6. Financial issues: With the prices paid for wind generated electricity so low, there is enough cash flow to service the bank loan element of the typical financial model with 20% equity and an 80 % bank loan, but no money to allow for any return on the equity component. The result is that the wind industry is forced to avail of whatever tax incentives are available and what clever tax experts can engineer.


Although the Programme for Government stated that tax incentives would be made available to the renewable energy industry; this may not happen in the present financial climate and the whole industry could grind to a halt unless either full indexation is restored to the AER5 and AER6 prices or these are improved marginally.

The de-regulated market will continue to grow and companies selling green electricity may offer Power Purchase Agreements to independent developers. If new players enter the market and existing players grow bigger, these private PPAs may become attractive enough to compete with the government-supported ones.

The government committed itself to the development of offshore wind in the Programme for Government and contracts for 50MW were reserved for this sector in AER6 offering considerably higher prices - 8.4 eurocents or possibly more than for onshore wind developments. A lot of activity has and is taking place offshore but the implementation of many of the projects will depend on the construction of a interconnector to Great Britain.

Green Credits/ Green Certificates/ Emission Trading are in their infancy throughout Europe and some trial trading is already taking place. However, they are not yet a bankable commodity against which we can borrow to finance our farms.


As will be seen from the above, government support is really in the form of longterm contracts and the security that banks and investors like. Wind energy has a very high upfront cost of approximately 1 - 1.1 million euros per installed MW. Once built, the fuel cost is nil and the turbines will continue producing emission- free electricity for at least 20 years. It should be noted that wind energy is not alone in requiring secure off-take contracts; The Commission for Energy Regulation (CER) has recently published a consultation paper which may very well result in the ESB PES (Public Electricity Supply) being asked to offer guaranteed off-take contracts to new gas-fired power stations.

Finally, it is about time the "official" government bodies recognised the potential and the opportunities that the wind industry offers in terms of rural development, income generation and employment generation. It creates consultancy jobs, construction jobs, and manufacturing jobs as well as extra income for the legal and financial sectors. At present there is full planning permission for in excess of 1,000 MW of wind power, representing an investment of in excess of 1.1 billion euros, most of it from indigenous Irish companies. The potential of the sector is huge.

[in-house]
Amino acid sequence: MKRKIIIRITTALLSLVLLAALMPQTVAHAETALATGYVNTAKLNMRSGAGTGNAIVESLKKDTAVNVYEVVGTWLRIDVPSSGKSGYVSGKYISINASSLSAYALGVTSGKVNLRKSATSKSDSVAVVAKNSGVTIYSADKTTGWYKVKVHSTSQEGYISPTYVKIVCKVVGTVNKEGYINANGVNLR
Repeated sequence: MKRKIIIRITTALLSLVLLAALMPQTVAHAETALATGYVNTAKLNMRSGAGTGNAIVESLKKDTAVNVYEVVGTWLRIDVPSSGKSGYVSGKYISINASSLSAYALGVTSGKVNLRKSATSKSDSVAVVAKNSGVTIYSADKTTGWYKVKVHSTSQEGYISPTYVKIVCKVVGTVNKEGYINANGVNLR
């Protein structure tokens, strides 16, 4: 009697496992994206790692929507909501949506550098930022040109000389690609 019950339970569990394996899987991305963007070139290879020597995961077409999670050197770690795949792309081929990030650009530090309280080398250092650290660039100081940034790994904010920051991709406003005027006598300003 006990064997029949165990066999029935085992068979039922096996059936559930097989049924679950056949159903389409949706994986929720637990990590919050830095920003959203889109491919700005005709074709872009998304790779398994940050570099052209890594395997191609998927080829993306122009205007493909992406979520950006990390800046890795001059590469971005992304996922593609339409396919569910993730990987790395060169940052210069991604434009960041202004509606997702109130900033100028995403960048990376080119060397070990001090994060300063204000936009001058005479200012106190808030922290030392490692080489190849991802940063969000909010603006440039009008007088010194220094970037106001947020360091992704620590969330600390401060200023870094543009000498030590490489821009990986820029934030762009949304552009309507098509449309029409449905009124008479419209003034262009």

The IWEA was established as an association in 1993. It now has two arms. One is a company with charitable status whose objects are to promote wind energy and to undertake research. The other is a limited company to deal with the IWEA's commercial aspects and revenue-generating activities.

The IWEA offers different types of membership running from Ordinary to Associate and Corporate. It has an elected Council, which elects a chairman. Under the Council there are a number of committees, which each has a chairman, who must be a member of the Council. The current committees are: Administration, Planning, Grid, Market Regulation and Policy, Public Relations, Off- Shore and Finance.

The IWEA has a fulltime staffed office in Arigna, Co. Leitrim, serving 200 ordinary members, 11 corporate ones, 20 associates, 5 directors and 22 Council members. Key activities include organising two annual conferences, issuing newsletters, maintaining a website, preparing consultation papers and submissions and involvement in external groups.

These include close contact with government departments, the Commission for Energy Regulation, international and EU links. The IWEA has two representatives on the Council of the EWEA (European Wind Energy Association). It is represented on the IBEC Energy Policy Committee and was part of the government's Strategy Group for Wind Energy and the Grid Investment Group. The IWEA has close links to the Renewable Energy Information Office and the local energy agencies.

IWEA, Arigna, Carrick-on-Shannon, Co. Roscommon, Ireland
Tel: +353-(0)71 9646072,Mbr> Fax: +353 (0)71 9646080,

This is one of almost 50 chapters and articles in the 336-page large format book, Before the Wells Run Dry. Copies of the book are available for £9.95 from Green Books.